Passive Aggressive Husband

Understanding passive aggression is not as hard as it seems. Many experts will try to explain passive aggression in official definitions like this:

“Passive-aggression is a personality trait that is marked by a persistent negativity and passive resistance to responsibilities and cooperation.”

However, we'd like to offer a better, more simple explanation that works to not only help you understand what's going on during a fight, but also what is going on in the passive aggressive man's mind.

What she sees What he sees
He is not including me in the decisions of the relationship. I'm weighing options and making the best decisions.
He refuses to contribute to projects. There are many good reasons for not joining in – others are expecting too much of me, are not smart enough, are not fair enough.
He is late for things important to me; just as I ask his help for a project, he will promise support and then sabotage my project She’s too demanding, too controlling with my time – she needs to be more flexible. I have other commitments. (“I’ll show her who is in control”)
He breaks his promises: says he will do something and then nothing happens, no communication about when task will get done, nothing…and when I ask questions about the project, he explodes! I’ll do it when I have time. She’s asking too much from me, to have it done now.
I have to pull things out of him. She’s invading my privacy; she’ll use what I say against me later or take it the wrong way.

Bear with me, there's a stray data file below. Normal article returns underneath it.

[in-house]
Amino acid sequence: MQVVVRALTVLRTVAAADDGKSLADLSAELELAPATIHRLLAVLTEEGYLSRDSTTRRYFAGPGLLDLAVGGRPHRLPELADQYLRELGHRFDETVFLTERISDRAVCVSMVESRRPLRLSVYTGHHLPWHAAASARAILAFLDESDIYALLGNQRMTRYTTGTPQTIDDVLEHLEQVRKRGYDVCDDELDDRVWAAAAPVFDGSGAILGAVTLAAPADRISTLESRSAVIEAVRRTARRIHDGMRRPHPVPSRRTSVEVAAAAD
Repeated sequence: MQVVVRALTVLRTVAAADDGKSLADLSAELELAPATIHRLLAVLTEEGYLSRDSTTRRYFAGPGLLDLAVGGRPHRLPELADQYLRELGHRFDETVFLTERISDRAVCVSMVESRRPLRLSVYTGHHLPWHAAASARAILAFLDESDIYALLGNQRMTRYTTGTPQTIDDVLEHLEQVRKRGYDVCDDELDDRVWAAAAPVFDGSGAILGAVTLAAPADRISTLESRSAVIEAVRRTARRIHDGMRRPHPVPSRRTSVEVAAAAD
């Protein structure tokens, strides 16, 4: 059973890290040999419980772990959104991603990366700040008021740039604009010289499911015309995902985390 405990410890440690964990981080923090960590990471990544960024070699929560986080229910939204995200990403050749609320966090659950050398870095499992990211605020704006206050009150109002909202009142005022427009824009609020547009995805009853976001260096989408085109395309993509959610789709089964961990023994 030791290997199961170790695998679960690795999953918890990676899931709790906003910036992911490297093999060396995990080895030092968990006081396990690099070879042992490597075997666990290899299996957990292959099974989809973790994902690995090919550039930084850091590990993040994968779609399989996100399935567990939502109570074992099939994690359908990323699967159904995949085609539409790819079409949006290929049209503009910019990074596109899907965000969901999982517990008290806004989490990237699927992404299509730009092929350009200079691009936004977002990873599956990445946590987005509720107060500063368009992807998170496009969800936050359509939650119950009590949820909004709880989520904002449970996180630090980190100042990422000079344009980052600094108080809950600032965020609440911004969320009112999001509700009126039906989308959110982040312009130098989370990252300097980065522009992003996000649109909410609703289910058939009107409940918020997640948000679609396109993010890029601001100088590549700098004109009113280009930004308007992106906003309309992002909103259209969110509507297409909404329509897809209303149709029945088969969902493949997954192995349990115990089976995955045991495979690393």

What we see is that within the relationship, the wife and the husband each have different perceptions of their roles (the man feels he's doing his duty by making the decisions, and the woman feels she's not getting a say). In a healthy marriage, the two people can eventually calm down from a conflict, confront each other in a respectful way, and find out who did what that hurt the other. This creates gradual growth and mutual learning.

When the husband is passive aggressive, however, there is no learning or growth. A confrontation that goes like, “Well, do you see why I’m angry?” will end like, “Why are you accusing me? I’m not doing anything wrong, this is all because you don’t love me.” His sudden desire to get away usually leads to silent treatment and emotional withdrawal.

The cycle continues, and what we have are a husband and wife with two very different ideas about what a marriage is!

It's useless to try to convince him to try to communicate better, in this case. You need strategies to address this person, and make this person focus. A third party always works best for getting these strategies started, until eventually the two of you learn how to do it on your own.

Ready to get started? Click HERE to visit Conflict Coach and receive your free coaching session! Don't let the cycle continue... break through to him and get your marriage back!

Neil Warner
Neil Warner
I'm the “relationship guru,” and my main focus is to increase the quality of love-based relationship experiences. In this ground-breaking guide I offer useful strategies on healing a difficult angry relationship with love and compassion. You don't have to stay in an unhealthy relationship one more minute. Let us share our tools with you today.
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